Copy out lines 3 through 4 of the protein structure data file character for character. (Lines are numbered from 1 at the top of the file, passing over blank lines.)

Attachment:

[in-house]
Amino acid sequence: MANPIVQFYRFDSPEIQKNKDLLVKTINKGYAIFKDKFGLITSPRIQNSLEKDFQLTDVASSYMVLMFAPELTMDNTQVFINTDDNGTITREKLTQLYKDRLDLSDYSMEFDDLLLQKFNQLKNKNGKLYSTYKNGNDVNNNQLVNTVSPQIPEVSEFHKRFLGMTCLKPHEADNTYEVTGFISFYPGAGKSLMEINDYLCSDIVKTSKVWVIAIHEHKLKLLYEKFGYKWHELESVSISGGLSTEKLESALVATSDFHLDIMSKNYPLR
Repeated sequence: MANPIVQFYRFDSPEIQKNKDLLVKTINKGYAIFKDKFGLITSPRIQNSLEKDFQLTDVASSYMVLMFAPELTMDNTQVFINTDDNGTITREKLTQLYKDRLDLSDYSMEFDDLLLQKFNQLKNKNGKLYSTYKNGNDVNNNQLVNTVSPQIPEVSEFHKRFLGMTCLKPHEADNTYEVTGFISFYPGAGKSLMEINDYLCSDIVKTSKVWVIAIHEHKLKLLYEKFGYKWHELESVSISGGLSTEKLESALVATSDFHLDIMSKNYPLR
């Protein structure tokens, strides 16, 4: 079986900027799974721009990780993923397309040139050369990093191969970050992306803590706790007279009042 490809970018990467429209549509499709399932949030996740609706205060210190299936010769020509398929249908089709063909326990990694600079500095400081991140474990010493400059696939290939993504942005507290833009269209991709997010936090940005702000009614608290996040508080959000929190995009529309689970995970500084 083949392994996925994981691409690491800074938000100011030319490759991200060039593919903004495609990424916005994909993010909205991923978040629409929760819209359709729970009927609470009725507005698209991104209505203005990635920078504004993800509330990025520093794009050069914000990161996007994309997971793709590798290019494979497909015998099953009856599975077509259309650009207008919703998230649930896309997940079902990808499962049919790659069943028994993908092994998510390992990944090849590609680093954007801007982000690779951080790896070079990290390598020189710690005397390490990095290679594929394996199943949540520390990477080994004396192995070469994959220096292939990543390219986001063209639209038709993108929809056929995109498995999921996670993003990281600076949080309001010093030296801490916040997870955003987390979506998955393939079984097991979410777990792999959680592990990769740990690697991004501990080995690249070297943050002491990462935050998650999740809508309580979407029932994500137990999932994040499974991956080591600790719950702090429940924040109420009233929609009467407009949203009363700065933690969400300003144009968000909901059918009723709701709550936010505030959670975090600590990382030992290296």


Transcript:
Repeated sequence: MANPIVQFYRFDSPEIQKNKDLLVKTINKGYAIFKDKFGLITSPRIQNSLEKDFQLTDVASSYMVLMFAPELTMDNTQVFINTDDNGTITREKLTQLYKDRLDLSDYSMEFDDLLLQKFNQLKNKNGKLYSTYKNGNDVNNNQLVNTVSPQIPEVSEFHKRFLGMTCLKPHEADNTYEVTGFISFYPGAGKSLMEINDYLCSDIVKTSKVWVIAIHEHKLKLLYEKFGYKWHELESVSISGGLSTEKLESALVATSDFHLDIMSKNYPLR
């Protein structure tokens, strides 16, 4: 079986900027799974721009990780993923397309040139050369990093191969970050992306803590706790007279009042 490809970018990467429209549509499709399932949030996740609706205060210190299936010769020509398929249908089709063909326990990694600079500095400081991140474990010493400059696939290939993504942005507290833009269209991709997010936090940005702000009614608290996040508080959000929190995009529309689970995970500084 083949392994996925994981691409690491800074938000100011030319490759991200060039593919903004495609990424916005994909993010909205991923978040629409929760819209359709729970009927609470009725507005698209991104209505203005990635920078504004993800509330990025520093794009050069914000990161996007994309997971793709590798290019494979497909015998099953009856599975077509259309650009207008919703998230649930896309997940079902990808499962049919790659069943028994993908092994998510390992990944090849590609680093954007801007982000690779951080790896070079990290390598020189710690005397390490990095290679594929394996199943949540520390990477080994004396192995070469994959220096292939990543390219986001063209639209038709993108929809056929995109498995999921996670993003990281600076949080309001010093030296801490916040997870955003987390979506998955393939079984097991979410777990792999959680592990990769740990690697991004501990080995690249070297943050002491990462935050998650999740809508309580979407029932994500137990999932994040499974991956080591600790719950702090429940924040109420009233929609009467407009949203009363700065933690969400300003144009968000909901059918009723709701709550936010505030959670975090600590990382030992290296």